The EU did not initially fair much better in its trade approach to China. The Comprehensive Agreement on Investment with China, concluded in the very last days of 2020, has proved short-lived. It soured relations across the Atlantic, only to be later shot down by the actions of Beijing and Brussels. Eventually acknowledging that decoupling from China was never an option, European Commission president Ursula von der Leyen instead took the lead with talk about de-risking the relationship. Although, the EU has so far remained vague on the matter of economic security, and de-risking in particular. This may be an attempt to deal with rapidly deepening concern over the competitiveness of the European economy and ultimately to avoid the uncomfortable truth that a more secure economy may also mean a weaker one. But with the US as the global innovation superpower and China as the global producing superpower it’s simply not enough for the EU to be the global regulation superpower.

Elsewhere, the EU has had mixed results on its efforts to strike up trade deals. It can boast a new agreement with New Zealand, but that same effort with Australia has so far failed. Talks with India are struggling while the prospects of the important trade agreement with Argentina, Brazil, Paraguay, and Uruguay, otherwise known as Mercosur, have darkened by the day.

On neighbourhood policy

Five years ago EU neighbourhood policy wasn’t the priority it should have been, and little more than lip service was given to enlargement. But with Russia’s aggression challenging the very core of European security, those in Brussels soon realised that enlargement had to be revived. While previously a Ukrainian accession had been unthinkable, it has now become a strategic imperative, as enlargement remains the EU’s by far most powerful long-term policy of peace, and perhaps the biggest geopolitical success of the outgoing European Parliament. Now, accession negotiations have started with Ukraine and Moldova, and there is talk of a new momentum in the Western Balkans.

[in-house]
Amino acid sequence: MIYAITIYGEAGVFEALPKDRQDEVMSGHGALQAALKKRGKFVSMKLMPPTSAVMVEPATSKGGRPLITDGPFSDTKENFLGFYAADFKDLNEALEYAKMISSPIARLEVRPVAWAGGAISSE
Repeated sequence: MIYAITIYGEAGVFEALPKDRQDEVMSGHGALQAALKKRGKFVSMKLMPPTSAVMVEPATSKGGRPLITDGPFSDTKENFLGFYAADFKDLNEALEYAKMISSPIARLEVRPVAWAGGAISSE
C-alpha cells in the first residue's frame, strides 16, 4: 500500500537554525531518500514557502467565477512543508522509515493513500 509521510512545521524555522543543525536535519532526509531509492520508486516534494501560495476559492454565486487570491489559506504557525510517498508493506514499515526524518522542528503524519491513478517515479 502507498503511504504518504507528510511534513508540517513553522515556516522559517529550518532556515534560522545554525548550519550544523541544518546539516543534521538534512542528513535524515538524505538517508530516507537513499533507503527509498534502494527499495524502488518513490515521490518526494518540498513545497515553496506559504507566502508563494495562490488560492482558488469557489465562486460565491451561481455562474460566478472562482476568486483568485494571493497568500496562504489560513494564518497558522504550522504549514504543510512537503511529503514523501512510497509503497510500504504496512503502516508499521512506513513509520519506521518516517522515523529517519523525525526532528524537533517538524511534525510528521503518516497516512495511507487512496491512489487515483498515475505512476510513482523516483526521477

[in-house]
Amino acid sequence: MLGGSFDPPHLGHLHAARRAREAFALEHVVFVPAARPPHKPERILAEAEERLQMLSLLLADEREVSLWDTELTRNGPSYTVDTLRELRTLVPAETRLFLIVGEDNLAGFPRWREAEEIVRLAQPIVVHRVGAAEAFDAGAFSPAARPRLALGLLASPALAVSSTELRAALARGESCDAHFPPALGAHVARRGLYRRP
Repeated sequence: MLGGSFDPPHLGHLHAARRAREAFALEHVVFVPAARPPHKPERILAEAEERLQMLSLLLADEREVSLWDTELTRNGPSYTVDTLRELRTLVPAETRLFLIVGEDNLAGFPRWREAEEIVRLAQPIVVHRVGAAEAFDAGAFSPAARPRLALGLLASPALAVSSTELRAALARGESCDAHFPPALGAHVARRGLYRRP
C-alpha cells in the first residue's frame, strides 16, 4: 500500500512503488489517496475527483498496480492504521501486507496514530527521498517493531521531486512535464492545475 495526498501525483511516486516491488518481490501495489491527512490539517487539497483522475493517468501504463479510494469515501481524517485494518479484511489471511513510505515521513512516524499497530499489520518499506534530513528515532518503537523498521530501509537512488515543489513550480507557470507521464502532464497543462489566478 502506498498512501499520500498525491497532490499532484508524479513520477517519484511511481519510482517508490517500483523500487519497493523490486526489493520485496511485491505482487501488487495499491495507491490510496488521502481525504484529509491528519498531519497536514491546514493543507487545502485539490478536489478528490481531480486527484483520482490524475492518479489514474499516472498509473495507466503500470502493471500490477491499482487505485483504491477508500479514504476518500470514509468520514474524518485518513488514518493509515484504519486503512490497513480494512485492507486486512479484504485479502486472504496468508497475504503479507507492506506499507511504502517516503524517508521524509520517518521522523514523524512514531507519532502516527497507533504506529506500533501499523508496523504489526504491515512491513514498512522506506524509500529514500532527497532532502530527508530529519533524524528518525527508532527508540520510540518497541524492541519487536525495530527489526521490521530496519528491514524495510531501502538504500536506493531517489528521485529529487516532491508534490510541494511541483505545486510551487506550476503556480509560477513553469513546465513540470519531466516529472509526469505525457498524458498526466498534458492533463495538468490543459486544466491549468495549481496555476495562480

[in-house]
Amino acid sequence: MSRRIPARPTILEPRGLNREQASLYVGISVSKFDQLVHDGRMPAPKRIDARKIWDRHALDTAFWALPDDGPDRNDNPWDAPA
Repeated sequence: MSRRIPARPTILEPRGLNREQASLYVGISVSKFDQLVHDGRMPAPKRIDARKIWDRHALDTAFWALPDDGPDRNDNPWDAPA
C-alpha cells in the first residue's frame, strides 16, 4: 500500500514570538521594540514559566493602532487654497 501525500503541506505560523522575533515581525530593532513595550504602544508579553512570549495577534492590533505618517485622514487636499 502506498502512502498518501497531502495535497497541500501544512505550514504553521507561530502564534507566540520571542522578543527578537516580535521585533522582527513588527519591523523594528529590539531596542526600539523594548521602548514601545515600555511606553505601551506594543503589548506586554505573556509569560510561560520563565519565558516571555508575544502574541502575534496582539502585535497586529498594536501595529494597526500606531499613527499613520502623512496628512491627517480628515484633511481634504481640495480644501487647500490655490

On the other hand, the wider neighbourhood policy has been a struggle. Migration agreements with Tunisia and Egypt might have been seen as necessary by EU leaders, but critics have raised serious questions on their alignment with EU values, and the policy itself has been ineffective at stopping irregular migration. Further south, the European policy on the Sahel has virtually collapsed after a chain of coups have thrown French, EU, and UN efforts out and often invited Russia in.

And then came Hamas’s attacks on Israeli civilians on 7 October and Israel’s war on Gaza, and with it the end of decades of EU efforts to forge themselves a role in the Middle East peace process. Von der Leyen waved one flag and Borell tried to hold another, but overall the efforts of EU were meet with contempt by Israel, while the EU lost what was left of its credibility with the global south, and EU members dug their heels into their respective, diverse, positions. Across the world, questions started to be asked about how many standards the EU really had, and whether all the talk about a rules based global order was just for the birds.

Looking ahead, more of this haphazard approach is likely. We might well see an EU squeezed between Donald Trump and Vladimir Putin, battling its own populists, and more events that splinter the global order. In the face of such challenges, the EU must build its strategic capabilities, ensure economic competitiveness, and do its utmost to stay united. In particular, there must be peace in Brussels. Infighting in Rue de la Loi is not conducive if the continued efforts to make, at some point in time, the EU into a global actor of some weight and consequence. For the minute at least, in a world of huge turmoil, Europe remains small.

The European Council on Foreign Relations does not take collective positions. ECFR publications only represent the views of their individual authors.


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Author: euro news